Tuberosity Reduction Surgery

What is tuberosity reduction?

A tuberosity is a rounded bony protrusion at the back of your last molar located at the upper jaw. It is covered by gum tissue. Through a tuberosity reduction, it will make the tuberosity smaller.

What is a tuberosity reduction used for?

If you still have all your teeth then a tuberosity should not be a problem although if you have lost some of your upper teeth and you need a denture then there may be a tuberosity hanging down beyond the rest of your upper jaw. This will make it hard for the denture to fit. The upper dentures stays put because of the seal with the upper jaw and the roof of your mouth or palate. With a large tuberosity, the seal may not be formed.

Tuberosity reductions are less common today because dental implants are gaining popularity. Moreover, lesser people are losing their upper teeth and requiring upper dentures. Some people who still have teeth and who are getting implants may still need this procedure though. If a tuberosity is large then it may interfere with the way the teeth and the jaw come together. Tuberosity reductions can fix these problems.

How do you prepare for a tuberosity reduction?

An oral and a maxillofacial surgeon will perform the tuberosity reduction and they have to coordinate with your dentist regarding the dentures. For some people, the sinus cavity will extend into the tuberosity. The surgeon must know where the sinus cavity is located in relation to the tuberosity. You may need x-rays prior to the procedure.

Your dentist or your prosthodontist will make a plastic mould of your jaw so that the oral surgeon will know how much of the bone and how much of the tissue has to be removed. In order to make this mould, your dentist will take an impression of your jaw by making a plaster cast and use it to grind down on the tuberosity areas. The mould will then be made from the cast.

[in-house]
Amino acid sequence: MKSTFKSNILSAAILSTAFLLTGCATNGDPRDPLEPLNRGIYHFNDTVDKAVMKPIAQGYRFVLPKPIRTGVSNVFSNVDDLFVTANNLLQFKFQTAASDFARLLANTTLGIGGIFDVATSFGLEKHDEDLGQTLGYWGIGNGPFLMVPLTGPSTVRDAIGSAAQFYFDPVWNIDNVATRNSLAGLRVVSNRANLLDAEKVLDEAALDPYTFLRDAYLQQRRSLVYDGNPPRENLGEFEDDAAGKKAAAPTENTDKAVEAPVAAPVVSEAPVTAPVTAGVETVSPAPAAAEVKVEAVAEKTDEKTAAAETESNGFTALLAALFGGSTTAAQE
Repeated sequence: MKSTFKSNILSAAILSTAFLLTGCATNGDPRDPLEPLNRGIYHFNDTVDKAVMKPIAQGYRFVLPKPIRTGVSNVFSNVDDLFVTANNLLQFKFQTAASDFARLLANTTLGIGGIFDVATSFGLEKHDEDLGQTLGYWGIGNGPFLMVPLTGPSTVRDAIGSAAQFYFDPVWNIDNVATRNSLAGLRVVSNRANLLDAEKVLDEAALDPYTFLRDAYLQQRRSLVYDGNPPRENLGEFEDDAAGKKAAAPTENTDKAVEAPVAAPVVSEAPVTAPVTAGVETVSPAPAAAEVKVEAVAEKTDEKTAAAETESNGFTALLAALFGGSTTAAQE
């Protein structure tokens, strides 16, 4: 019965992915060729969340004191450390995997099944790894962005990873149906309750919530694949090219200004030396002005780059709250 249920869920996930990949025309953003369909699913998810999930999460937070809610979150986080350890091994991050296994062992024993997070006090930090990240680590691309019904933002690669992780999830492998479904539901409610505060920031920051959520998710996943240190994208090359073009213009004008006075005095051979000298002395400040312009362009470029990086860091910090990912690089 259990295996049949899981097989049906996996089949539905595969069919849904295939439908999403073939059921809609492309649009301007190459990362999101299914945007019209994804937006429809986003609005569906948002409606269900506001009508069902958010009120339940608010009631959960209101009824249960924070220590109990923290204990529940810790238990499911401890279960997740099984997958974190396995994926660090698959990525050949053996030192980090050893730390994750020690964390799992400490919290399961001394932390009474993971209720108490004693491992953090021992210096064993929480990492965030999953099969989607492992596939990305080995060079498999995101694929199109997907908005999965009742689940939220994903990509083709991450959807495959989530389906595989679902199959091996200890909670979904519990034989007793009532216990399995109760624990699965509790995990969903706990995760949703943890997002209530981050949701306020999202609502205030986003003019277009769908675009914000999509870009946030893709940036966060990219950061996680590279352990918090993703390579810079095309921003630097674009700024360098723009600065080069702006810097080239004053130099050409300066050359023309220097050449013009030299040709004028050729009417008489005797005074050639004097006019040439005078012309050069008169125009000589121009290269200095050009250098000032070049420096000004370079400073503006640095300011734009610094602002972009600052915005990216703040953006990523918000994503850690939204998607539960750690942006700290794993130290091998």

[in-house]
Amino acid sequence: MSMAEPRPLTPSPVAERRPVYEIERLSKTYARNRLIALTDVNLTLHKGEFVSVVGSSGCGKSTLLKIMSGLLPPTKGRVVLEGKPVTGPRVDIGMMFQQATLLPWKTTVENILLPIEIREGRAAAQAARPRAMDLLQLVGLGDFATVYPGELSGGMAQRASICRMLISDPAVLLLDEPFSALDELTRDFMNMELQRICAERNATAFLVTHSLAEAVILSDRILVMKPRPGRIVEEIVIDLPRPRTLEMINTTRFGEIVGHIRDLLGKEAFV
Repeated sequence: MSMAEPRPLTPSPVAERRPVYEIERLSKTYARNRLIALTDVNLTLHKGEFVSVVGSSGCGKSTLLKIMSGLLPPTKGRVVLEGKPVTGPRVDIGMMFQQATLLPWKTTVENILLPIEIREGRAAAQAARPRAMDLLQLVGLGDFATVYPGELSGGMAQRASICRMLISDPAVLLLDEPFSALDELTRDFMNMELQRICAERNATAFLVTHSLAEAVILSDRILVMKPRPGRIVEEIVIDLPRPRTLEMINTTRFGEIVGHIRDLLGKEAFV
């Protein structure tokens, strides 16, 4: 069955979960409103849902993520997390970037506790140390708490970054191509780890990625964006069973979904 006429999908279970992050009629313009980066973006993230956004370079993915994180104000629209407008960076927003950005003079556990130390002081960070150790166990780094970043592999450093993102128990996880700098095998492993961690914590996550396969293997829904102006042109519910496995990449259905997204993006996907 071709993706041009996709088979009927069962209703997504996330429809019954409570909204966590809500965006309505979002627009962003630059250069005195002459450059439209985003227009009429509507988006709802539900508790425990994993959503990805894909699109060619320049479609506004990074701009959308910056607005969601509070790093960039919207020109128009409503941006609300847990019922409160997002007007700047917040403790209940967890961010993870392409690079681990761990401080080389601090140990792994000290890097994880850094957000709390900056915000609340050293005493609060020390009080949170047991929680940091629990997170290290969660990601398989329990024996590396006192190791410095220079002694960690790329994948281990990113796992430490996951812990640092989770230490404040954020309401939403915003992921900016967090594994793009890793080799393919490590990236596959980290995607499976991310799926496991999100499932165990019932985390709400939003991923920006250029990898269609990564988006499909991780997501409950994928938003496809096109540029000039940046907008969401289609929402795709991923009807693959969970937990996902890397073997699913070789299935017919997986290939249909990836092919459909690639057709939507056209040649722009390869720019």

The mould will fit over your gums just like dentures do. During the procedure, your surgeon will test the mould in your mouth and ensure that enough bone and tissue is removed. Most of the time; the bulbous gum tissue covering the tuberosity must be trimmed and removed.

How is a tuberosity reduction done?

Before the procedure, you will receive local anaesthesia and may also receive some sort of intravenous sedation. Your surgeon will then cut and remove the excess gum tissues. In some cases, your surgeon may also trim down some bone underneath it. If a mould has been made then it will be tried on your mouth. When surgeon has removed the excess bone and tissue, the area will be stitched closed. The procedure generally takes less than one hour.

What are the follow-up procedures for tuberosity reduction?

You will receive antibiotics and pain killers after the surgery. Your oral surgeon will inform you how to clean your mouth. This includes how to rinse it properly. Your stitches will be removed within one to two weeks if they are not self-dissolving. There will be swelling in the operated area for a few days so you should not wear your old dentures. You should only wear your old dentures if the dentist made them for use right after the procedure.

Some people will need to wear a temporary denture for a period of one to two weeks straight. This is called an immediate denture and your surgeon will inform you when you can remove it and how long you can remove it. After a quarter of a year, immediate dentures will be relined so that the fit is improved. This is because as time goes on, the tissues will heal and are going to shrink. If you do not have immediate dentures then your dentist or prosthodontist will start making your denture for you to wear after one to two months from the surgery.

What are the risks of tuberosity reduction?

All the types of surgery will have risks of excess bleeding and infections although they are very rare in tubersoity reduction surgery. Since tuberosity and the sinus are close to each other, the surgeon may enter the sinus accidentally during the operation. This happens very rarely and is corrected at the time of the surgery. If you notice blood in your nose after the surgery then there may be a hole in your sinus. You should contact your surgeon if this happens to you. You should also check if air enters your mouth when you breathe through your nose because this is an indication that there may be a hole in your sinus.

You should call your dentist of your surgeon if you experience any of the following after the tuberosity reduction surgery

  • excessive bleeding or swelling for the first twenty four to forty eight hours
  • having symptoms of infection like fevers and chills
  • believing that you have a hole in your sinus
  • believing that your stitches have opened or become loose